Frontier Centre for Public Policy
The Frontier Centre for Public Policy is a think tank founded in 1999 headquartered in Winnipeg, Manitoba, Canada. Its research is directed specifically to economic issues facing the Canadian provinces of Manitoba and Saskatchewan.
The Centre claims to be independent and ideology free, however the studies it publishes generally support neoliberal economic theories. This inclination is evident in the statements that "The vast prairie region has all the ingredients to be the most prosperous and successful region in the world: abundant natural resources, high-quality public services and hardworking, spirited citizens. However, with our old, low-performance policy paradigm and a tax regime that renders this region less competitive, Manitoba and Saskatchewan risk falling ever further behind other jurisdictions despite these advantages. We have drifted into our downward cycle because of a poverty of ideas."
It also states that "We live in an exciting time of rapidly advancing living standards, exploding knowledge and new opportunities. Borders are disappearing as brains and capital shift to places with favourable tax and investment climates. To prosper in this environment, governments need to offer high-quality public services in combination with lighter taxation. Adhering to our old, increasingly unworkable public administration models is a straightforward recipe for decline."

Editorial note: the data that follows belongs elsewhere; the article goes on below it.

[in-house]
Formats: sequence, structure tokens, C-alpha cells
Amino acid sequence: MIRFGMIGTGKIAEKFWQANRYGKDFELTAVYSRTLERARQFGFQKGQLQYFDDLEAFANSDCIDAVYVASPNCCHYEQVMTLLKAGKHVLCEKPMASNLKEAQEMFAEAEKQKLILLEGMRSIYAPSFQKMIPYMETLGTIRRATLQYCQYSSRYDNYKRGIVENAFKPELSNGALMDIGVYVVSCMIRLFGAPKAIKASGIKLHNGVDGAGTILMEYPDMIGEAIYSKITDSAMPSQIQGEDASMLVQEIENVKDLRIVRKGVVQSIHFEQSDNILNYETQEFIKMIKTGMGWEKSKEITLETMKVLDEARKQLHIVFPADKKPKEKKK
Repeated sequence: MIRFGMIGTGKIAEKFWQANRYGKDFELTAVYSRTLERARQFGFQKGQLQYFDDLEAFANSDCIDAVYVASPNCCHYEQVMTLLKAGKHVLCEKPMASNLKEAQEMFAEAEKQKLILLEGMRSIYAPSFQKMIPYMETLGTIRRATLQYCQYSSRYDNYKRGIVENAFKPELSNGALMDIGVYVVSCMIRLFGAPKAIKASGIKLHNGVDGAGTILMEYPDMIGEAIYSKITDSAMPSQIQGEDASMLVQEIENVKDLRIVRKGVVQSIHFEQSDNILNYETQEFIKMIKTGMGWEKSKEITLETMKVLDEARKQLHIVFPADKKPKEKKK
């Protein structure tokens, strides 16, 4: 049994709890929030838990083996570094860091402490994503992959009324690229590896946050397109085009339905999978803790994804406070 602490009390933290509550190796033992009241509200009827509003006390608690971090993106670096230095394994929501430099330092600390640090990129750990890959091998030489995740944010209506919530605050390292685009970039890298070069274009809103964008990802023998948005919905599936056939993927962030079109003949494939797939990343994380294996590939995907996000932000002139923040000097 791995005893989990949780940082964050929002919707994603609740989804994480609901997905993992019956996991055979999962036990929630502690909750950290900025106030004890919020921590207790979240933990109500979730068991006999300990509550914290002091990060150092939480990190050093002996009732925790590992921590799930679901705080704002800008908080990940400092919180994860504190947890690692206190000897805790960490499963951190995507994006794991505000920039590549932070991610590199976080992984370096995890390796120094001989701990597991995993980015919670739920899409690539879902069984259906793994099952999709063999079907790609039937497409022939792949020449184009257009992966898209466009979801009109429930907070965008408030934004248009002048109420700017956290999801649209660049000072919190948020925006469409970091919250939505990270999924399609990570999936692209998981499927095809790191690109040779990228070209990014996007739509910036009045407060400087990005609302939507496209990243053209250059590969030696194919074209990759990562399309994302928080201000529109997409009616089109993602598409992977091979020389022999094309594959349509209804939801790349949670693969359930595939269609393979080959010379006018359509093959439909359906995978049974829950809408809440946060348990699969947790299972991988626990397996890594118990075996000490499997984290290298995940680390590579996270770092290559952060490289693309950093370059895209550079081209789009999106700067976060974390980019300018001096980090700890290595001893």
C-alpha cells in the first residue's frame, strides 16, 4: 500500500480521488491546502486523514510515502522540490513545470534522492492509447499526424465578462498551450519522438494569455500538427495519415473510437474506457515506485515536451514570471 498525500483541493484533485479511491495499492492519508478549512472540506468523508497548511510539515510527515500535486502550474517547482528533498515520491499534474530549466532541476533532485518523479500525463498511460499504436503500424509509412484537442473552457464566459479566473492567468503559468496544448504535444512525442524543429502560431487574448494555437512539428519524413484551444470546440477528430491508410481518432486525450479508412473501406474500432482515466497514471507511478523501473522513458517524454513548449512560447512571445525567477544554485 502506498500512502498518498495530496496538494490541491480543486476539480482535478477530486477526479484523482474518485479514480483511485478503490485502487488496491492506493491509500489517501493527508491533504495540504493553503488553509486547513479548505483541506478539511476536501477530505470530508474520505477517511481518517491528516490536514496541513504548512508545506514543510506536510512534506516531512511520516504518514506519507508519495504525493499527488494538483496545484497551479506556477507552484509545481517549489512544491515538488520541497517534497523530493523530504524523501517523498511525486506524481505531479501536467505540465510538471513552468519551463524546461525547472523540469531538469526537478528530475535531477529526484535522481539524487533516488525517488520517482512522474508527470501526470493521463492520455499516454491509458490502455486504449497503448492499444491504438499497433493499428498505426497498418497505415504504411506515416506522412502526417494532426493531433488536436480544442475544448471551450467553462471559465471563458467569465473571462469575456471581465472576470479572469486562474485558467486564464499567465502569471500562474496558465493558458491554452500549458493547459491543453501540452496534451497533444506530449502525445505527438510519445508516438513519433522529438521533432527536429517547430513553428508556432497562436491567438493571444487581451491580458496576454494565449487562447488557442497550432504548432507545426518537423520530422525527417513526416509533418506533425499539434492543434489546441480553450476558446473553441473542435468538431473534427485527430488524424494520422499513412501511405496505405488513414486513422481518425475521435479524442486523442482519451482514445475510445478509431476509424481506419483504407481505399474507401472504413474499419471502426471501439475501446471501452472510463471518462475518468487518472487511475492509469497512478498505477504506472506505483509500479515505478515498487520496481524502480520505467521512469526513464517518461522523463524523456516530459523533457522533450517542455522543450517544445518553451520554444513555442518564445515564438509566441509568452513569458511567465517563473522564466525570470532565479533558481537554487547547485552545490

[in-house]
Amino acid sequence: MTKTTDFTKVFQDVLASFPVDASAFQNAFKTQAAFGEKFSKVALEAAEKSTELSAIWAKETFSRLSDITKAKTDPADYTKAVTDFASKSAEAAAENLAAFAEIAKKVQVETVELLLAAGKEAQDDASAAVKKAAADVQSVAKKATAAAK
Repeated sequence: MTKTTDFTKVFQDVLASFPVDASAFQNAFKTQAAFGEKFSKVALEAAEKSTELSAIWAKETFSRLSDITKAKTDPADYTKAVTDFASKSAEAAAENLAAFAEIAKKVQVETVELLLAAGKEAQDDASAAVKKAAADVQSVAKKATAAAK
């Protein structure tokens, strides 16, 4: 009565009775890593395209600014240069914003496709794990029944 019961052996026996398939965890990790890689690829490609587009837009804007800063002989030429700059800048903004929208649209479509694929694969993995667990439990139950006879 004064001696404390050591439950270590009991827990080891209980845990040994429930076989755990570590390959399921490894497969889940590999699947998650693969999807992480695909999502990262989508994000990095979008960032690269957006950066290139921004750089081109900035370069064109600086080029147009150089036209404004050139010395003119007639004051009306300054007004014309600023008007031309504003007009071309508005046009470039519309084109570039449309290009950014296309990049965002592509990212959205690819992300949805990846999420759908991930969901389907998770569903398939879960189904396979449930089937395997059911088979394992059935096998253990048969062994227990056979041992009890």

Board of Directors
- Wayne Anderson, Chair
- James Blatz,
- Rob Coghlan
- Sue Hicks
- John Heimbecker
- Peter Holle
- Peter Jessiman
- Alexander McKenzie (Secretary)
- Hon. Charlie Mayer
- John R. Messer
- Rick Riffel
- Peter Holle, President
- Dennis Owens, Senior Policy Analyst
- Robert Sopuck, Director, Rural Renaissance Project
- Claire Toews, Director of Administration
- Henry Dyck, Director of Business Development
- Robert Sopuck, Rural Renaissance Project
- Donald Sandberg, Aboriginal Frontiers Project
"Independent think tanks receive their funding exclusively from non-governmental sources. This insulates them from the political pressures that frequently discourage publicly funded research groups from exploring sensitive issues," the think tank's website states. "The Centre does not accept any funding from governments to maintain its independent and fresh perspective on public policy," it states. In 2008, 10% of the think tank's funding was from corporations with a further 67% from unspecified foundations.
In 2002, 59% of its budget came from unspecified "private charitable foundations" with another 25% from companies. 
According to its 2003 Annual Report, the annual income for the organisation was just over $C370,000. 
Frontier Centre for Public Policy
Suite 25 Lombard Concourse, One Lombard Place,
Winnipeg, Manitoba Canada R3B 0X3
Tel: (204) 957-1567
Fax: (204) 957-1570
Articles and resources
Related SourceWatch articles
- ↑ 1.0 1.1 Frontier Centre for Public Policy, "About the Frontier Centre for Public Policy", Frontier Centre for Public Policy website, archived from June 2006.
- ↑ Frontier Centre for Public Policy, "About the Frontier Centre for Public Policy", Frontier Centre for Public Policy website, accessed June 2009.
- ↑ Frontier Centre for Public Policy, "Who Funds the Frontier Centre for Public Policy?", Frontier Centre for Public Policy website, accessed June 2009.